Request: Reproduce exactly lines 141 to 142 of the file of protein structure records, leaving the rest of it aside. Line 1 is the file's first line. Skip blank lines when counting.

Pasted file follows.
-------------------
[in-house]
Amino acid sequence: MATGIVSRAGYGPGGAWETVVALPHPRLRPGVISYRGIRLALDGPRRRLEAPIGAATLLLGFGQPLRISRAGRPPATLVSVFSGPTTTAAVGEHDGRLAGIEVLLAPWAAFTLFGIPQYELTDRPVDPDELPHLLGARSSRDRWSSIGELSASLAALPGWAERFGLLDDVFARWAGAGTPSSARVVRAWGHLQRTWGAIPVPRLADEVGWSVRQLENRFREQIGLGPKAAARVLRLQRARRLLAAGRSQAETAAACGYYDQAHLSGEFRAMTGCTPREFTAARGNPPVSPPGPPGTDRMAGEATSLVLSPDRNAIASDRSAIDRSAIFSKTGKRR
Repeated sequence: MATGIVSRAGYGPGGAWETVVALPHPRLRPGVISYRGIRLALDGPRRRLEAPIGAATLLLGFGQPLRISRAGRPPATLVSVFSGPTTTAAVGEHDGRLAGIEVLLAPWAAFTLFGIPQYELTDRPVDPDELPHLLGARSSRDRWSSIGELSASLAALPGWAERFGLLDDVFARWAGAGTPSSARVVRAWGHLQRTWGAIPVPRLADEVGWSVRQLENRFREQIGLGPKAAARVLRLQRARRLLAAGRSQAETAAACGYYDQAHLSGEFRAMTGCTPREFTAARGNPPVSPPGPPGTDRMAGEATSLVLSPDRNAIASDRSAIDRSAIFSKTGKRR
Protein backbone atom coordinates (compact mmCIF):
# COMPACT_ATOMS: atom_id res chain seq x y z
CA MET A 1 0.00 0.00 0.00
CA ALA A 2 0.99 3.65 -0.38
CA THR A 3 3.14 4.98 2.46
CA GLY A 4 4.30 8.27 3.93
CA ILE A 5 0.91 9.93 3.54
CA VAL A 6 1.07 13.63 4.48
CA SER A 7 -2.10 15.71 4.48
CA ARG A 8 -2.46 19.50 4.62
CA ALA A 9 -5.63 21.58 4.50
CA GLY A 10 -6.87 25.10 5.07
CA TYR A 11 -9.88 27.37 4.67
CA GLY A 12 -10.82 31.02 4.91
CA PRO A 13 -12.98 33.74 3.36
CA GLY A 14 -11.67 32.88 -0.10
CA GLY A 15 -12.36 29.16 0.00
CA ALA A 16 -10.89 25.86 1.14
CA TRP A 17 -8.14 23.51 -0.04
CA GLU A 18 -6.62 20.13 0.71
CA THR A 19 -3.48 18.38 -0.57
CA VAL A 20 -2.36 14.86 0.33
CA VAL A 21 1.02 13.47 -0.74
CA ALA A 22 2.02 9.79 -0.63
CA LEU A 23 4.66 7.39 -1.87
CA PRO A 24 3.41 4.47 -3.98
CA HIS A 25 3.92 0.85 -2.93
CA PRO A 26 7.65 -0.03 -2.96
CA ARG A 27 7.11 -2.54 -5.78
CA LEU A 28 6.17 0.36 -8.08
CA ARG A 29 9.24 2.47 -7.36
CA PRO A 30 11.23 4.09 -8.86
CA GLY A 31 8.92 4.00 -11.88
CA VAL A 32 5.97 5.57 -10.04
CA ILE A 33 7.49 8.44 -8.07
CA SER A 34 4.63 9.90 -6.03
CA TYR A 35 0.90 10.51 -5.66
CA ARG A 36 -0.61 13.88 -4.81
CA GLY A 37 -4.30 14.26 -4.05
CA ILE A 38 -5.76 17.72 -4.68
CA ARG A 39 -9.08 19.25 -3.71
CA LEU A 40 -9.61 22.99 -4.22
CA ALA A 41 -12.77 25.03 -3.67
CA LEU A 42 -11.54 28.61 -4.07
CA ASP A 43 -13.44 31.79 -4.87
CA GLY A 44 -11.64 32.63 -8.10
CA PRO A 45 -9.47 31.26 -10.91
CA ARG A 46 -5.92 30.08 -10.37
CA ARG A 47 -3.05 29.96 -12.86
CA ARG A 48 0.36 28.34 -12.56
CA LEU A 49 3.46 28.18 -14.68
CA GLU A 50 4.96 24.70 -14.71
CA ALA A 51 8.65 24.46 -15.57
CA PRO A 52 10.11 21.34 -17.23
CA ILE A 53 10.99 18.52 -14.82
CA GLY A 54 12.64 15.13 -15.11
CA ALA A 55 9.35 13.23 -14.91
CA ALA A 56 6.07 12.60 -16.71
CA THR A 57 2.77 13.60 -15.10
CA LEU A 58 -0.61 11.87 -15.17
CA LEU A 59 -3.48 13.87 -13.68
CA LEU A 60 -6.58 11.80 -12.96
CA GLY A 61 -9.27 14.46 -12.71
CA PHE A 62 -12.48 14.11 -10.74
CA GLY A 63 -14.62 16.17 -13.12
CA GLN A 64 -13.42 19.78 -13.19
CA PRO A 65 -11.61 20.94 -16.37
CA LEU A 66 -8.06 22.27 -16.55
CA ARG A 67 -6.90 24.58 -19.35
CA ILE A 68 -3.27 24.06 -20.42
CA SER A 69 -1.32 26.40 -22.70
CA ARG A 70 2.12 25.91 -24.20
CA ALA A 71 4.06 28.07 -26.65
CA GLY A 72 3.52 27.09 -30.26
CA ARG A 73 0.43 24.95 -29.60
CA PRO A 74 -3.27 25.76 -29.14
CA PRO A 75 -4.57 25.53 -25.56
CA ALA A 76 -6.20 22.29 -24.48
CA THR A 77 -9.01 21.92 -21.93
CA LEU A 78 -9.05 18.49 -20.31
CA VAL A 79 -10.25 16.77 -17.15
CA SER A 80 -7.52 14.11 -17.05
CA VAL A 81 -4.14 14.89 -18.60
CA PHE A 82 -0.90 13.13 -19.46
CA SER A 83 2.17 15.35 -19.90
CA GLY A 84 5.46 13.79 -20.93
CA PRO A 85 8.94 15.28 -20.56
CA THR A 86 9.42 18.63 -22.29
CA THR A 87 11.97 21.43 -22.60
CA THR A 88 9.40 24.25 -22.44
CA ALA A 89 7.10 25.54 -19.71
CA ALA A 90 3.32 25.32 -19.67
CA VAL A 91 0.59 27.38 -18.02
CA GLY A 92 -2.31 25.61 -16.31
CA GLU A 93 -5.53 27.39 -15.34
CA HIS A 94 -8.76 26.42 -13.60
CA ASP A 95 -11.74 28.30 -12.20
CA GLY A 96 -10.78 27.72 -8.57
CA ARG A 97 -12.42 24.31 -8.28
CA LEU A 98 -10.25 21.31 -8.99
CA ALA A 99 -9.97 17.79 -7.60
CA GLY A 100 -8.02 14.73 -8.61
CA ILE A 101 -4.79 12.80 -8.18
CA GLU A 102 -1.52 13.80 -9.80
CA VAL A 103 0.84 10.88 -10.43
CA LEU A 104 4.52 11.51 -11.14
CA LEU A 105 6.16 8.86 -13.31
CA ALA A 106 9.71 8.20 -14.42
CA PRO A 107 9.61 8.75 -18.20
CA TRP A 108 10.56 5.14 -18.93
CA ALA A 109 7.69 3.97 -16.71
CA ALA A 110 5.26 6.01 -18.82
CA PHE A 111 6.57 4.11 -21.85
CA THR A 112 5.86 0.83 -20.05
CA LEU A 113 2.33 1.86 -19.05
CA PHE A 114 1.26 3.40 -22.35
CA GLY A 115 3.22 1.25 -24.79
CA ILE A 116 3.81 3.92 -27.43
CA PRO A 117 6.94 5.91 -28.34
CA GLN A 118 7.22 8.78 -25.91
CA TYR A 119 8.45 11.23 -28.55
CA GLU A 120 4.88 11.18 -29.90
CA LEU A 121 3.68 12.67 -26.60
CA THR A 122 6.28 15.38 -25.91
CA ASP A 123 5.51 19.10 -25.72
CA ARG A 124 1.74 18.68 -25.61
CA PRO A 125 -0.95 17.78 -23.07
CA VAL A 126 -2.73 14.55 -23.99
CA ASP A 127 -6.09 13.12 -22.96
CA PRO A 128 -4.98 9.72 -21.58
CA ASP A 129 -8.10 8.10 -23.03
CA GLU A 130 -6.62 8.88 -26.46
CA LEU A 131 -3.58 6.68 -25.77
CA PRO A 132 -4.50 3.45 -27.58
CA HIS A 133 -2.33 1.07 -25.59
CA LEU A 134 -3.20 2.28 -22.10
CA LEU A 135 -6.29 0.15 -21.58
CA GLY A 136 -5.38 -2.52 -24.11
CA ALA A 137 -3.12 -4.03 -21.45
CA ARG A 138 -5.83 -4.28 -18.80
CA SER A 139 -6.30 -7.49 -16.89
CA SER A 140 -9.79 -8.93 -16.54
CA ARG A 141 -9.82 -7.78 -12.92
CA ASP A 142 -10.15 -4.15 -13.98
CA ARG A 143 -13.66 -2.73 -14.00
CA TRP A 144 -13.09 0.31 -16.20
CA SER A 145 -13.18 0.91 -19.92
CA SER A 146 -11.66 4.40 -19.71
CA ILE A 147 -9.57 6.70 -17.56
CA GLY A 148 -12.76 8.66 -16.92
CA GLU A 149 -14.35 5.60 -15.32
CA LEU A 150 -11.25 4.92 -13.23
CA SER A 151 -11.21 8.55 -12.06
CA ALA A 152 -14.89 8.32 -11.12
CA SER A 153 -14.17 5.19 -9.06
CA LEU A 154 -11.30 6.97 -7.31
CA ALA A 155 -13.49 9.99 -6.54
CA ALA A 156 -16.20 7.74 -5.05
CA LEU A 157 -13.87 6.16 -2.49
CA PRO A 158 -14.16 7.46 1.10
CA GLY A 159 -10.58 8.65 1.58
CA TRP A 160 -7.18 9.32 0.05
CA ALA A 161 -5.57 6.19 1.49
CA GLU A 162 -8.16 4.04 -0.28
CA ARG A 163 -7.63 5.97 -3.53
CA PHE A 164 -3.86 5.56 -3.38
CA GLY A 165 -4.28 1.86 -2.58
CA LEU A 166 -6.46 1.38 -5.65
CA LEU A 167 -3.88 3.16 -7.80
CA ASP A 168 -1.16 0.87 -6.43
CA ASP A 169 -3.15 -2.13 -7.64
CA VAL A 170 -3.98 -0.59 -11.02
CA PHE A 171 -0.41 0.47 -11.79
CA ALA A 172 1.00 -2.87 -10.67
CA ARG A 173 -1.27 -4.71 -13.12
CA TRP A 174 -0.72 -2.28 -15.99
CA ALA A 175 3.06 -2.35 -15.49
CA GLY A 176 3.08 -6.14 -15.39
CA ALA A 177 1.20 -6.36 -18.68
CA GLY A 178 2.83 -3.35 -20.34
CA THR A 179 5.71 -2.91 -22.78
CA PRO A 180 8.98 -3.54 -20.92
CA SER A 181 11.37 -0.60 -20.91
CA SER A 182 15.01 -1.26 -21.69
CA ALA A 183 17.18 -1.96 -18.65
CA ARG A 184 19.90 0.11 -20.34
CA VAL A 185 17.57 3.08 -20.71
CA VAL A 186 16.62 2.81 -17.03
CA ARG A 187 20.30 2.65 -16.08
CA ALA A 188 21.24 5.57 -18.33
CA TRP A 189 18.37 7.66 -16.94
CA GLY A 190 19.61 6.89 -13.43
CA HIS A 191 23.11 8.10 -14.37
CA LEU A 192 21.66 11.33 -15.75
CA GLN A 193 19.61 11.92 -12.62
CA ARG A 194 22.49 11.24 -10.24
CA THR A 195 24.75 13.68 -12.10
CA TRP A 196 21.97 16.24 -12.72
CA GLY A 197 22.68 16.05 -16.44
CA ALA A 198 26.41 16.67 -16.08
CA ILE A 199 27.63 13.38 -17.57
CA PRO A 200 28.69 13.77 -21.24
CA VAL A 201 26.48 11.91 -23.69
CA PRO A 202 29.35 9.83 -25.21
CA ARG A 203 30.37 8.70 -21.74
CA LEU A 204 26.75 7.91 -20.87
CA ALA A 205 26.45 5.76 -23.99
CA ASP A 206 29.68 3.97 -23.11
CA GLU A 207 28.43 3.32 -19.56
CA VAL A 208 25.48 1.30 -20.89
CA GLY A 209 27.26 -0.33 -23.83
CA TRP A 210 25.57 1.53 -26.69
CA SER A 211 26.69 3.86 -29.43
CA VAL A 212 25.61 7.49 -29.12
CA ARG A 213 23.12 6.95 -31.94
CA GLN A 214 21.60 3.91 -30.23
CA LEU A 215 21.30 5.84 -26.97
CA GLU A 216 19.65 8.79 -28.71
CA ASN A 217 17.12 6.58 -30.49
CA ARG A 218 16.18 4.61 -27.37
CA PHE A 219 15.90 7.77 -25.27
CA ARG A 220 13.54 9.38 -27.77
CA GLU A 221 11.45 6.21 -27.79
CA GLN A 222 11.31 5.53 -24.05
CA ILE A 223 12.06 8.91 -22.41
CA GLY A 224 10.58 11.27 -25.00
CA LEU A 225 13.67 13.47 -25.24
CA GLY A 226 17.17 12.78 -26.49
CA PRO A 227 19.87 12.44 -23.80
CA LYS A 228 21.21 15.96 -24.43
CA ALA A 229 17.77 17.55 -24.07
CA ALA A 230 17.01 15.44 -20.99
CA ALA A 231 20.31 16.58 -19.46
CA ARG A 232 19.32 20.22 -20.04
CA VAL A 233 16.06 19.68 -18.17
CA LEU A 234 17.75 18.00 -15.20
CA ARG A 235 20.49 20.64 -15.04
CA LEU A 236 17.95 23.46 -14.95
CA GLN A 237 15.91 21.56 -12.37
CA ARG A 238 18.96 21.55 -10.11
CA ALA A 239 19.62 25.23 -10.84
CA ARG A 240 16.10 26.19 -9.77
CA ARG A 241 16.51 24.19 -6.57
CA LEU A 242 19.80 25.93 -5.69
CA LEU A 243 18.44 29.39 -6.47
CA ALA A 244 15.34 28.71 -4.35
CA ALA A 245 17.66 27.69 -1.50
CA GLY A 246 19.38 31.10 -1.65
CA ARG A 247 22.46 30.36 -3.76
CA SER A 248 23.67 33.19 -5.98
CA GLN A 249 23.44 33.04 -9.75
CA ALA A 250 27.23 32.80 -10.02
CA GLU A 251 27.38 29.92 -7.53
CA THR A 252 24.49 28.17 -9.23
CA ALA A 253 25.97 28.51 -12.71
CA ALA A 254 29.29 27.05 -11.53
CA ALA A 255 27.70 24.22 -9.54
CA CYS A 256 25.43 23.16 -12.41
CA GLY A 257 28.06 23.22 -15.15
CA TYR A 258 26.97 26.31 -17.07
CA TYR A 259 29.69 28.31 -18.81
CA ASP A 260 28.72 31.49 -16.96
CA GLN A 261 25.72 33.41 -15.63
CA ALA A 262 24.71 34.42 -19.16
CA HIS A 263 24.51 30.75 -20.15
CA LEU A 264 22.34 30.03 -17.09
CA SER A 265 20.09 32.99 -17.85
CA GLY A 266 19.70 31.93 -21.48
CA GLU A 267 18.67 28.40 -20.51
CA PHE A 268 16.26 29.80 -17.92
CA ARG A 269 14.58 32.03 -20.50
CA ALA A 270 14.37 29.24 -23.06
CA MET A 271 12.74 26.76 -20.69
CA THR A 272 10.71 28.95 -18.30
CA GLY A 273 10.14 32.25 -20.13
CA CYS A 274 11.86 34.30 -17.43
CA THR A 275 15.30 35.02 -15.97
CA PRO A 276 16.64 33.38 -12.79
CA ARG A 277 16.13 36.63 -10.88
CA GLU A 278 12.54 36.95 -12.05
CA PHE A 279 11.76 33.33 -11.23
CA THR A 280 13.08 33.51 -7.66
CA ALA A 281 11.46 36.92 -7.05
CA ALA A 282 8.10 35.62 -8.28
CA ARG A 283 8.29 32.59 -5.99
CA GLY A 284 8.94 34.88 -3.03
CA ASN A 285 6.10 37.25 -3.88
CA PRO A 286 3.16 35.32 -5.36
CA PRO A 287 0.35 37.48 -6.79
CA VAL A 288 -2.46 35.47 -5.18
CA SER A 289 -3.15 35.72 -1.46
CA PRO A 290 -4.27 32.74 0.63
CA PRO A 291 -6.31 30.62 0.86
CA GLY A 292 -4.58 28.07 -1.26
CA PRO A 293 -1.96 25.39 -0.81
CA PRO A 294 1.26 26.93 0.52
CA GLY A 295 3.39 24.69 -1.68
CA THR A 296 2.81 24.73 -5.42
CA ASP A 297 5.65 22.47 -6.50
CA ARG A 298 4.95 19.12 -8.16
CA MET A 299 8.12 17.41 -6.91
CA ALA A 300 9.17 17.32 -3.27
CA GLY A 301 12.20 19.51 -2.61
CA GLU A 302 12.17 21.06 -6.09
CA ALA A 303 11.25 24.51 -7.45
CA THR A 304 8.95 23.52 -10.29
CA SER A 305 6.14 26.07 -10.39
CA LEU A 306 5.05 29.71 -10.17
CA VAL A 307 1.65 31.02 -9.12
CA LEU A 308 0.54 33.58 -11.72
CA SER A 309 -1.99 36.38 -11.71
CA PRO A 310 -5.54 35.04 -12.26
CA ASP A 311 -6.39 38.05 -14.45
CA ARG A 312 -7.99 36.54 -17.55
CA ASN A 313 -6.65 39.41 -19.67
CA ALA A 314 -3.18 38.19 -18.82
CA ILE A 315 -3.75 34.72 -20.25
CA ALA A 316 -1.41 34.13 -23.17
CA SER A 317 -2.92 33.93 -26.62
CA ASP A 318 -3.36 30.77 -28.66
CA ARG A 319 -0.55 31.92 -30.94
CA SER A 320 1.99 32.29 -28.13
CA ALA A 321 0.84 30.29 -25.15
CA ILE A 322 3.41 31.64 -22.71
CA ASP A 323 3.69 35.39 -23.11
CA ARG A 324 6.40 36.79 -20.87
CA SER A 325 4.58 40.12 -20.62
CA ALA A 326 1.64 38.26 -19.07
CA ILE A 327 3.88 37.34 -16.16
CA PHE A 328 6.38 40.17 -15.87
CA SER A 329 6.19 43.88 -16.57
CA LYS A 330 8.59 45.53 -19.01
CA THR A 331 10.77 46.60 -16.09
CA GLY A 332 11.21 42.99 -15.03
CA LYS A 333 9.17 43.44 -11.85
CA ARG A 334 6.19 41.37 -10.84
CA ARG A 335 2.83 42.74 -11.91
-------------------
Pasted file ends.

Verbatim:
CA GLY A 136 -5.38 -2.52 -24.11
CA ALA A 137 -3.12 -4.03 -21.45